Subsea shipments, acquisition fuel revenue gains
Cooper Cameron Chairman, President and Chief Executive Officer Sheldon R. Erikson said that the higher revenues were attributable to increased shipments in Cameron's subsea business and the March 2004 acquisition of Petreco, which contributed approximately $35 million to this quarter's revenues.
Cameron shows significant revenue increase
Erikson noted that excluding Petreco, Cameron achieved record revenues for the quarter, and including Petreco, revenues were up more than 50 percent from year-ago levels, due primarily to increased shipments from subsea backlog. "The increase in subsea revenues, however, includes a material amount of third-party content, which flows through our revenues at lower margins and kept Cameron's overall profit margins below traditional levels," he said. "In addition, the drilling business posted solid increases in revenues, both sequentially and compared to year-ago levels, due to project-related shipments."
Erikson said that given the reduction in subsea backlog achieved this quarter, he does not expect Cameron's revenues to increase significantly during the second half of the year, and that the actual level of orders and revenues will, to a large extent, be a function of the pace of activity in a few key markets, including North America and Europe.
CCV revenues at historical highs
CCV's revenues reached the highest quarterly total in their history, due to previously noted improvement in orders for engineered products, including pipeline ball valves. Erikson said the current order activity and business related to the U.S. rig count should keep CCV on pace toward posting the highest full-year revenues in its history.
Cooper Compression benefits from international markets
Cooper Compression also posted sequential and year-over-year increases in revenues, as international markets continue to be strong and pipeline customers return to a more historically normal level of spending on aftermarket parts and services. Erikson said he expects revenues and profits for Cooper Compression to increase in the second half of the year.
Orders increase from year-ago levels due to Petreco addition
Orders received during the second quarter of 2004 totaled $492 million, up 20 percent from year-ago levels, and year-to-date orders were $913 million, down slightly from the first half of 2003. Erikson noted that the second quarter increase from 2003 reflected the addition of Petreco and, despite the absence of any large projects, relatively strong subsea orders. "Although we did not book any major projects during the first half of 2004 -- unlike the first quarter of 2003 -- our year-to-date orders for all of Cooper Cameron are about even with the first half of 2003, and we expect to see full-year orders exceed our year-ago totals."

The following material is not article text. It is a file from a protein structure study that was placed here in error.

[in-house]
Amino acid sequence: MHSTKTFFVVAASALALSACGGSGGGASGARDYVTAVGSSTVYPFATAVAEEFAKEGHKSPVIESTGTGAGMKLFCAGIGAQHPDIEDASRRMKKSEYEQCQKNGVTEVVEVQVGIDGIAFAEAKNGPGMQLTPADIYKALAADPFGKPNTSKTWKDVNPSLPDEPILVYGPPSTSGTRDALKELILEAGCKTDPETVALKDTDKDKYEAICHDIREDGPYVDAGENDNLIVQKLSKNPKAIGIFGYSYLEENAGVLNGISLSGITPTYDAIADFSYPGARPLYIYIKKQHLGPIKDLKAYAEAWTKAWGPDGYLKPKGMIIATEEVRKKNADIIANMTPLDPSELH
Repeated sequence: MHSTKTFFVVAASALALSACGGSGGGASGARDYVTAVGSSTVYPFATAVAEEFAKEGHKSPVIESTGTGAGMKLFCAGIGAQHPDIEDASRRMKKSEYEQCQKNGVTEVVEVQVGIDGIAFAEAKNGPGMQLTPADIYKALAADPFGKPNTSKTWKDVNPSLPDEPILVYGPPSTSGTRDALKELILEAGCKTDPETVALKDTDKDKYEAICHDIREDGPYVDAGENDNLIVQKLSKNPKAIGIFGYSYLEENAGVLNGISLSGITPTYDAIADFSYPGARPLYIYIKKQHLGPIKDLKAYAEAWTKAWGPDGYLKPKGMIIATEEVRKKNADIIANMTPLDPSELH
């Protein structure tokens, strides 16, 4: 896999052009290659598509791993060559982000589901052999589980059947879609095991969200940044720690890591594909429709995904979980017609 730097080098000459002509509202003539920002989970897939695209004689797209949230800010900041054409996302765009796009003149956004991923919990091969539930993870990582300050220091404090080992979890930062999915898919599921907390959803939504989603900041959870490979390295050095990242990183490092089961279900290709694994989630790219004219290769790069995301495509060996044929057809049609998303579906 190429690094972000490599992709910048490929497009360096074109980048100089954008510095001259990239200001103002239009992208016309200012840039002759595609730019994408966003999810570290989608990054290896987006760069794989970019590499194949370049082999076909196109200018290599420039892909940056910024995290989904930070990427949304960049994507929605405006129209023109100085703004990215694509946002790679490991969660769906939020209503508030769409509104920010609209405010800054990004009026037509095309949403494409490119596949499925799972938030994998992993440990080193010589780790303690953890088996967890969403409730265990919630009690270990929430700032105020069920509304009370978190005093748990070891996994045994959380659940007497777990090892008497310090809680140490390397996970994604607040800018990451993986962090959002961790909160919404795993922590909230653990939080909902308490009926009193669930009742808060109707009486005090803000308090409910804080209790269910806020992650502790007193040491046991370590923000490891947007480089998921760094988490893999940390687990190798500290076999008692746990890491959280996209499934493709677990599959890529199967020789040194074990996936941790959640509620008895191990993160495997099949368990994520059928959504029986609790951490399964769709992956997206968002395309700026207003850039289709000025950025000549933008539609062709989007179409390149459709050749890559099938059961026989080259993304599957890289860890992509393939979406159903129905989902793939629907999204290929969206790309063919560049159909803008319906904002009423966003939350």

At June 30, 2004, total backlog was $955 million, down from the prior quarter's $1.02 billion and the June 30, 2003 level of $989 million, largely due to the delivery of equipment out of Cameron's subsea backlog and continuing delays in major subsea project awards.
Balance sheet reflects refinancing steps
At June 30, 2004, Cooper Cameron's total debt was $469.8 million, and cash was $208.6 million, resulting in net debt of $261.2 million and a net debt-to- capitalization ratio of approximately 19.1 percent. Erikson said that during the second quarter, the Company repurchased all $260 million of its zero- coupon convertible debentures; repurchased $185 million of its $200 million of 1.75 percent convertible debentures under a cash tender offer; and issued $238 million of 1.50 percent convertible debentures in a new offering. "The repurchases of the two original series of convertibles removed approximately 4.5 million shares from our fully diluted earnings per share computation," Erikson said. "The new 1.50 percent issue is a contingent convertible, meaning that the underlying common shares are not included in the fully diluted calculation, subject to the Company's stock price reaching certain levels."
Erikson said that the recent repurchase of the debentures required the non-cash after-tax write-off of some $4.6 million of previously capitalized debt issuance costs. He also noted that, in concert with the new convertible offering, the Company repurchased approximately 939,000 shares of its common stock at an average price of approximately $48.96 per share, and will continue to consider acquisition opportunities and share repurchases as uses for its cash.
Erikson also said the Company generated approximately $64.2 million of cash from operating activities during the quarter and $69.2 million for the first six months, and that net capital spending through the first half of the year totaled approximately $20.6 million.
Earnings expectations raised
Erikson said that Cooper Cameron's third quarter earnings are expected to increase to approximately $0.50 to $0.55 per share. He also noted that full- year earnings are expected to be approximately $1.70 to $1.75 per share, including severance charges totaling approximately $5.0 million after-tax, or $0.09 per share, and the write-off of debt issuance costs of $4.6 million after-tax, or $0.09 per share. "We expect improved earnings performance in the second half of the year from all three of our divisions," he said.
Cooper Cameron Corporation is a leading international manufacturer of oil and gas pressure control equipment, including valves, wellheads, controls, chokes, blowout preventers and assembled systems for oil and gas drilling, production and transmission used in onshore, offshore and subsea applications, and provides oil and gas separation equipment. Cooper Cameron is also a leading manufacturer of centrifugal air compressors, integral and separable gas compressors and turbochargers.
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